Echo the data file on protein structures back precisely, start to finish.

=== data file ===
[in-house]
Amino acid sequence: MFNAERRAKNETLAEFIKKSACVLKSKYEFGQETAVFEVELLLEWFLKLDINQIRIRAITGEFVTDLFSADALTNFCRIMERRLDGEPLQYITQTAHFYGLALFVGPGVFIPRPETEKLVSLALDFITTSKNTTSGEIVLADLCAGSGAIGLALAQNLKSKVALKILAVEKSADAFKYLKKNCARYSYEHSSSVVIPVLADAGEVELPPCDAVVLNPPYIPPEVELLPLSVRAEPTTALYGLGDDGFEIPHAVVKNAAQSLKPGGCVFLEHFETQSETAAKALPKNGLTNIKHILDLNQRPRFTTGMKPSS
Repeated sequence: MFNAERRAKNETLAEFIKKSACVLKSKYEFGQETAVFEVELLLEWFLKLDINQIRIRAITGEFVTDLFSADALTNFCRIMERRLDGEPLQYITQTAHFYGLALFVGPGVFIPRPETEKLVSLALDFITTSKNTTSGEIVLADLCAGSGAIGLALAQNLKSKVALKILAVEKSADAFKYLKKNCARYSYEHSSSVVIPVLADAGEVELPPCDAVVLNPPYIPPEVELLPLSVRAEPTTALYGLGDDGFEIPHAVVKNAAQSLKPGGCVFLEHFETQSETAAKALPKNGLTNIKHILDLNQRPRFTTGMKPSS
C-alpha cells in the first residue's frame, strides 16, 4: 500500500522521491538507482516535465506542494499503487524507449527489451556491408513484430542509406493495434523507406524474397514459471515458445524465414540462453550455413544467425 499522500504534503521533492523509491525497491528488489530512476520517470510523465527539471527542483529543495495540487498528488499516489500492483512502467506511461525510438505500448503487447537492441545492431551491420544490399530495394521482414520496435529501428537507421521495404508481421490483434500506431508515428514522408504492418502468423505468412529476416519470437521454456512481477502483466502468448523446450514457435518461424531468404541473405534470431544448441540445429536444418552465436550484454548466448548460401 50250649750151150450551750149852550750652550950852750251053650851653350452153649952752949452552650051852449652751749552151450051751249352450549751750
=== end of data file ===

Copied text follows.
[in-house]
Amino acid sequence: MFNAERRAKNETLAEFIKKSACVLKSKYEFGQETAVFEVELLLEWFLKLDINQIRIRAITGEFVTDLFSADALTNFCRIMERRLDGEPLQYITQTAHFYGLALFVGPGVFIPRPETEKLVSLALDFITTSKNTTSGEIVLADLCAGSGAIGLALAQNLKSKVALKILAVEKSADAFKYLKKNCARYSYEHSSSVVIPVLADAGEVELPPCDAVVLNPPYIPPEVELLPLSVRAEPTTALYGLGDDGFEIPHAVVKNAAQSLKPGGCVFLEHFETQSETAAKALPKNGLTNIKHILDLNQRPRFTTGMKPSS
Repeated sequence: MFNAERRAKNETLAEFIKKSACVLKSKYEFGQETAVFEVELLLEWFLKLDINQIRIRAITGEFVTDLFSADALTNFCRIMERRLDGEPLQYITQTAHFYGLALFVGPGVFIPRPETEKLVSLALDFITTSKNTTSGEIVLADLCAGSGAIGLALAQNLKSKVALKILAVEKSADAFKYLKKNCARYSYEHSSSVVIPVLADAGEVELPPCDAVVLNPPYIPPEVELLPLSVRAEPTTALYGLGDDGFEIPHAVVKNAAQSLKPGGCVFLEHFETQSETAAKALPKNGLTNIKHILDLNQRPRFTTGMKPSS
C-alpha cells in the first residue's frame, strides 16, 4: 500500500522521491538507482516535465506542494499503487524507449527489451556491408513484430542509406493495434523507406524474397514459471515458445524465414540462453550455413544467425 499522500504534503521533492523509491525497491528488489530512476520517470510523465527539471527542483529543495495540487498528488499516489500492483512502467506511461525510438505500448503487447537492441545492431551491420544490399530495394521482414520496435529501428537507421521495404508481421490483434500506431508515428514522408504492418502468423505468412529476416519470437521454456512481477502483466502468448523446450514457435518461424531468404541473405534470431544448441540445429536444418552465436550484454548466448548460401 50250649750151150450551750149852550750652550950852750251053650851653350452153649952752949452552650051852449652751749552151450051751249352450549751750